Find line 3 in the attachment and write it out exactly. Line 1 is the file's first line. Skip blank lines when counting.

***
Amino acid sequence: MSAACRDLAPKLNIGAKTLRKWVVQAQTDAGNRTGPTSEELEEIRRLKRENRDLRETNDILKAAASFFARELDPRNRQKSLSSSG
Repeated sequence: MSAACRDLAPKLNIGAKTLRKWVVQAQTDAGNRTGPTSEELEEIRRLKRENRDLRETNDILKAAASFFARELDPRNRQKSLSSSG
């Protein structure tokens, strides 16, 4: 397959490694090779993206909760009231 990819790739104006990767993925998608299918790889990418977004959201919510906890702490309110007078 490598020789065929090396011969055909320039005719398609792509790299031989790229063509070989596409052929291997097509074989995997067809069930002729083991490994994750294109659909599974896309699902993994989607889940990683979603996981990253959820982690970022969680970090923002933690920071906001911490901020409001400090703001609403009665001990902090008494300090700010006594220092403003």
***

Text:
């Protein structure tokens, strides 16, 4: 397959490694090779993206909760009231 990819790739104006990767993925998608299918790889990418977004959201919510906890702490309110007078 490598020789065929090396011969055909320039005719398609792509790299031989790229063509070989596409052929291997097509074989995997067809069930002729083991490994994750294109659909599974896309699902993994989607889940990683979603996981990253959820982690970022969680970090923002933690920071906001911490901020409001400090703001609403009665001990902090008494300090700010006594220092403003």